#StillNoLatinas at SNL, but will that ever change?

Here are all of SNL's Donald Trump promos
Here are all of SNL's Donald Trump promos

Amid protests demanding that NBC "Dump Trump" as host of Saturday Night Live this weekend, Latino protesters are also shining a light on another issue: the lack of Hispanic cast members on the show.

While there have only been two Latino men in the history of the show (Fred Armisen and Horatio Sanz), there has never been a Latina. (Update: Noel Wells, who is reportedly part Hispanic, joined the cast in 2013 and remained on the show for one season.)

The show has had Latina hosts, including Sofia Vergara, Jennifer Lopez, Cameron Diaz and Eva Longoria, but lately its Latina characters have been played by the actress Cecily Strong, who is not Latina. Strong's characters, including the clueless political activist Mimi Morales, have often fallen flat with Latino audiences for playing into crude stereotypes.

But whether demonstrating against the show will actually lead the show's creator Lorne Michaels to hire more Latinas for the cast is unlikely.

"Lorne Michaels has said to me repeatedly that when he casts, he casts the best people," said Bill Carter, a CNN contributor and host of a Sirius XM radio show about the media. "If there is a best person who is Latina he will cast them, but if not, he wont cast them." Carter said.

Felix Sanchez, the chairman and co-founder of the National Hispanic Foundation for the Arts, one of the groups supporting the protests, questioned the logic of not being able to find Latina talent for the show. "In 41 seasons, you mean to tell me that he cannot find one Hispanic female to cast? In all that time, only two Latinos were the best and the brightest in the comedy field in the country?," he said.

The lack of Latino cast members has also prompted the creation of Twitter hashtags, #StillNoLatinos and #StillNoLatinas, that play on the show's SNL acronym.

SNL did not immediately return a call seeking comment.

SNL lacks latinas
Cecily Strong plays most of SNL's Latina characters, including clueless political activist Mimi Morales.

This isn't the first time the show and Michaels have been taken to task for a lack of diversity on the set. Several years ago, viewers became outraged at the lack of African-American women cast members. The calls forced Michaels to cast a wide net for more black comediennes.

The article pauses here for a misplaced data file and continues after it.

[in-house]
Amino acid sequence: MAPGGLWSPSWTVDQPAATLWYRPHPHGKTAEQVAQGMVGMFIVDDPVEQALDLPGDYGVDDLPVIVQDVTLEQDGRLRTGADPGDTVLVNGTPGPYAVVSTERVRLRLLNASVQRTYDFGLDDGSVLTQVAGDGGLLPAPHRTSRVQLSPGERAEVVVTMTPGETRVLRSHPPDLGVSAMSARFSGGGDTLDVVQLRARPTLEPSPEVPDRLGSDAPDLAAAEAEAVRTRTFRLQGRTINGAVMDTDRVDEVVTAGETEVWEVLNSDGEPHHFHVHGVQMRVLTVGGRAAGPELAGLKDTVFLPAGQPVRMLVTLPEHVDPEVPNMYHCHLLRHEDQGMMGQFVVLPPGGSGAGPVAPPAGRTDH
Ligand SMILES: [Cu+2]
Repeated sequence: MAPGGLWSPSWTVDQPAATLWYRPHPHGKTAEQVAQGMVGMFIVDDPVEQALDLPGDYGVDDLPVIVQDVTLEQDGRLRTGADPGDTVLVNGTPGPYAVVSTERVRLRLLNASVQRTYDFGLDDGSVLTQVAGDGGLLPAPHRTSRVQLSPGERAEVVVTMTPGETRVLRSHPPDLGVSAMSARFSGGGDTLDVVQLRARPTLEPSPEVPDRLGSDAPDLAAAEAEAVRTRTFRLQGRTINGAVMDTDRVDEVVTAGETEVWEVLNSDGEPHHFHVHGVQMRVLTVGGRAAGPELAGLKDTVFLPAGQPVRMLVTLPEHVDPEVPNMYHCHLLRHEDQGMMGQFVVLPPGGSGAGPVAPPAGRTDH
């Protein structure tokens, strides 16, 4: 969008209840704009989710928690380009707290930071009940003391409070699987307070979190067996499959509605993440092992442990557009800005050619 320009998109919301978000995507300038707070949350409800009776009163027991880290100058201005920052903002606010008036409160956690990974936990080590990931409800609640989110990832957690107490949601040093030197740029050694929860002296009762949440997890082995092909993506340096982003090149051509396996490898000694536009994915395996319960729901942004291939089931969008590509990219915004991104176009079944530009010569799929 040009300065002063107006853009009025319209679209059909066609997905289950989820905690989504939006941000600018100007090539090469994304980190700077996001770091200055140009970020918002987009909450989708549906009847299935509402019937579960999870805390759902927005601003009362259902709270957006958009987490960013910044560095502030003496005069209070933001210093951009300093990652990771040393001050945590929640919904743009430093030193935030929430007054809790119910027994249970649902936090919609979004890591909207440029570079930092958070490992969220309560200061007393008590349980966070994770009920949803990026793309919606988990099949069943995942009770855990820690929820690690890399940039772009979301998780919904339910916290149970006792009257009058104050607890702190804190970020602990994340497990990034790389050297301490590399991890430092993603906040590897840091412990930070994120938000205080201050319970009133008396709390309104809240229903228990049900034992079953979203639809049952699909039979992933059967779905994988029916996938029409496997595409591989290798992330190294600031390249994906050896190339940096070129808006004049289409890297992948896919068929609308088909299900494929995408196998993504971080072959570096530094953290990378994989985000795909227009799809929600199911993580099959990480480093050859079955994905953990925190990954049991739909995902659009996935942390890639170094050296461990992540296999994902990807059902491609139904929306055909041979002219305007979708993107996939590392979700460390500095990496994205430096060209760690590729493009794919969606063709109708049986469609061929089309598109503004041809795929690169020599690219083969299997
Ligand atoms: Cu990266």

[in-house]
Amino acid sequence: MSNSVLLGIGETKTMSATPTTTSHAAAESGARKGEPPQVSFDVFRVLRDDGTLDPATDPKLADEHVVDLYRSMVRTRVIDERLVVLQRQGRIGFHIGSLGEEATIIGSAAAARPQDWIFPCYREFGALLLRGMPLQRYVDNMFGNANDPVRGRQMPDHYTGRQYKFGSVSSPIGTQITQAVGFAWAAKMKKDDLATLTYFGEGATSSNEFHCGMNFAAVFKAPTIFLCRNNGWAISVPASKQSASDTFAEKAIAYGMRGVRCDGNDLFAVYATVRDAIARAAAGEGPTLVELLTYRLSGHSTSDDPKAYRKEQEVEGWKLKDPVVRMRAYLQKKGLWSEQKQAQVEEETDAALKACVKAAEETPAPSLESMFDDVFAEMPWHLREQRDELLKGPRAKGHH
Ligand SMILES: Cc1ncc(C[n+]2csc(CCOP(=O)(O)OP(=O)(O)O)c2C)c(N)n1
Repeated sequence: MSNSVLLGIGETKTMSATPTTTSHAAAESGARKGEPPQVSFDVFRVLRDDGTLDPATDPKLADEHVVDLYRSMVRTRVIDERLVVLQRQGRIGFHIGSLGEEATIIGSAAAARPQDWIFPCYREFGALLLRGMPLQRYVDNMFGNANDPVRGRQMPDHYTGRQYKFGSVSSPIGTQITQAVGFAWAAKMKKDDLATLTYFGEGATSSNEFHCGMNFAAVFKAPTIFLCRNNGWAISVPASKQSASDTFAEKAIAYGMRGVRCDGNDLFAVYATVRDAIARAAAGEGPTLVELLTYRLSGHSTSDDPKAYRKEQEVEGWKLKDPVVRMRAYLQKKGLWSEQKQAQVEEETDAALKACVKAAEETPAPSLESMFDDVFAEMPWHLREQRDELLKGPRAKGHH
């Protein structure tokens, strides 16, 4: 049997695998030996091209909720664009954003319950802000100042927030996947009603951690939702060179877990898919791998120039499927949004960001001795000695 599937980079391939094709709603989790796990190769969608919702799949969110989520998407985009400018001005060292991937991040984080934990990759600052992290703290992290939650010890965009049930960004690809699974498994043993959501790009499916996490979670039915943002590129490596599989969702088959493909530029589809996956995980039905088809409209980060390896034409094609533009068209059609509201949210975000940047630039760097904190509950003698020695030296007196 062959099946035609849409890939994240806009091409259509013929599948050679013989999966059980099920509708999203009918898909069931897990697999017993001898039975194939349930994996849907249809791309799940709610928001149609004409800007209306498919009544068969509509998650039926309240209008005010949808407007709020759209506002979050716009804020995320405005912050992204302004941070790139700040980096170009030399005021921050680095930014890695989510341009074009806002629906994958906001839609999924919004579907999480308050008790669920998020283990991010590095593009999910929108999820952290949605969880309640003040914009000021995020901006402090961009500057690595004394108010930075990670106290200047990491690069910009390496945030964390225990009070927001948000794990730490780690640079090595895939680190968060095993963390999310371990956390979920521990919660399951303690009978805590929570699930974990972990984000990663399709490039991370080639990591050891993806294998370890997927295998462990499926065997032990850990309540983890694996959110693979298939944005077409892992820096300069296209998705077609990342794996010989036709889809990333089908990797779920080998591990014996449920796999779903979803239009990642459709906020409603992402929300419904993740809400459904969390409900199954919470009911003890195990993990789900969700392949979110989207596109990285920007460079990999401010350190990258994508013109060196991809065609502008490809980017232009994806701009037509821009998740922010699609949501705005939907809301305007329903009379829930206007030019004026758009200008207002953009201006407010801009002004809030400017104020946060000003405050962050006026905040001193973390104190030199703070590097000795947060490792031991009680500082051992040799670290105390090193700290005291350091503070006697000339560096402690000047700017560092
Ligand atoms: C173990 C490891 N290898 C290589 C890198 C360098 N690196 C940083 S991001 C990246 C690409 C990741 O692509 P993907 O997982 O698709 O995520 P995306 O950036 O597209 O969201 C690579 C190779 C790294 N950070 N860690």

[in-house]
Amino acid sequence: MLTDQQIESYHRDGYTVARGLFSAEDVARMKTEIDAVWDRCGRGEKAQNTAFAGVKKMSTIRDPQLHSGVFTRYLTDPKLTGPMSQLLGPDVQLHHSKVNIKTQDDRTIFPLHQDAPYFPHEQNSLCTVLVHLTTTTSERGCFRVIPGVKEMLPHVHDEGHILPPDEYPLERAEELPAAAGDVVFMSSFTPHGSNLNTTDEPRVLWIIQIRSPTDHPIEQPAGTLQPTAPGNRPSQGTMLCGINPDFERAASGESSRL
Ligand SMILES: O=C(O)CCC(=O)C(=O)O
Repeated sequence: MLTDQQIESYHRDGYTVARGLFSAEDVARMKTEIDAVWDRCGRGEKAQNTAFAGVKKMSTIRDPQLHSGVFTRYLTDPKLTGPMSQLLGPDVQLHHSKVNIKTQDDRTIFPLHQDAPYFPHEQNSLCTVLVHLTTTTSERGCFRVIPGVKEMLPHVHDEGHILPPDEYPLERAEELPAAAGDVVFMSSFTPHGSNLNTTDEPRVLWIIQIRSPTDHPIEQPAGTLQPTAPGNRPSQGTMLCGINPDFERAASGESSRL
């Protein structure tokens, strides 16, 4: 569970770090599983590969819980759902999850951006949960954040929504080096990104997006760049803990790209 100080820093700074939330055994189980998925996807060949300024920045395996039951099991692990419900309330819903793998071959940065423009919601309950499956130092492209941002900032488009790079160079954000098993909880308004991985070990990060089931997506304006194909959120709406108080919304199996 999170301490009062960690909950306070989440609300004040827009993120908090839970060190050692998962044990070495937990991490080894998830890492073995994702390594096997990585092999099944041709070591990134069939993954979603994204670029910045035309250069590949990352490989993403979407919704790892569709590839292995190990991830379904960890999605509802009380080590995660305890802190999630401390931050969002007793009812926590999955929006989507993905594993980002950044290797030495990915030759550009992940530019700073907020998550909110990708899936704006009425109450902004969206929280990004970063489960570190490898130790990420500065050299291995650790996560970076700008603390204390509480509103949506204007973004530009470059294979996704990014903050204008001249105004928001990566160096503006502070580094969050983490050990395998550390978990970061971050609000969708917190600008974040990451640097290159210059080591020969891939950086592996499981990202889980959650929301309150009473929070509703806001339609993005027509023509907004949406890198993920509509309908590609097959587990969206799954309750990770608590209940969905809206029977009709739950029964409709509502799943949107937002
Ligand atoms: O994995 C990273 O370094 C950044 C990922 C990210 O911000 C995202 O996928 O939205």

In the end, the show added Sasheer Zamata to the cast and hired Leslie Jones and LaKendra Tookes as writers for the show. Jones has since been promoted to the cast where she appears on Weekend Update and in other skits.

Regardless, Hispanic advocacy groups including the National Hispanic Foundation for the Arts are planning to continue putting the pressure on.

Holding out hope that SNL would rescind its offer to Trump before the show airs this weekend, protesters hope to strike at SNL's advertisers next with meetings and additional protests, said Sanchez.

"If [Trump] does appear we will focus in on the sponsors and remind them of the $1.5 trillion that Latinos have in spending power in this country alone."

Mark Hugo Lopez, the director of Hispanic research at the Pew Research Center, noted that Latinos had successfully wielded their economic power against Trump in the past. Two weeks after Trump made incendiary comments about Mexican immigrants, Macy's pulled Trump merchandise from its stores. In July, José Andrés, the famed Spanish chef, announced he was pulling out of a deal to open a restaurant in one of Trump's hotels.

(NBCUniversal, the network that airs SNL, also announced this summer that they cut business ties with Trump and would not air the Miss USA Pageant and the Miss Universe Pageant, which Trump jointly owned with NBC at the time.)

But beyond those examples, Lopez said he was skeptical about how much of an impact the protesters would have on the show's advertisers. "It's possible that this could be an evening where Saturday Night Live has one of its highest ratings because of Donald Trump," Lopez said.

For the most part, Latino viewers aren't watching the show, anyway. According to data from Nielsen, SNL did not even rank among the top 26 English language shows Latinos watched in October.

As a result, SNL may not be too worried about the current backlash, said Federico Subervi, a retired communications professor from Kent State University who has studied the Latino media market. "They are going to do whatever they think is best for their ratings," Subervi said. "They are not here to have social justice or do a better service for their community. They are there to make money."

Instead, SNL will most likely find a way to address the controversial comments that Trump has made, particularly about Mexican immigrants, said Carter. When SNL came under fire for not having any black actresses, Kerry Washington performed a sketch where she lampooned the issue by playing both Michelle Obama and Oprah.

Laura Martinez, who blogs about Latinos and media, said the protests were much ado about nothing. "SNL shouldn't be the focus of Latinos' anger right now," Martinez said. "I don't think they are going to lose advertisers. I don't think Latinos are their target audience," Martinez said. Latinos should be focused on issues like education and healthcare instead of focusing on a show that doesn't see them as a priority, she added.

Sanchez disagreed emphatically. "It's a point of principle," Sanchez said. "It seems incomprehensible to us that if these remarks were made toward women or toward the African-American community or the LGBT community that there would be a huge uproar about the kinds of hateful remarks he has made."


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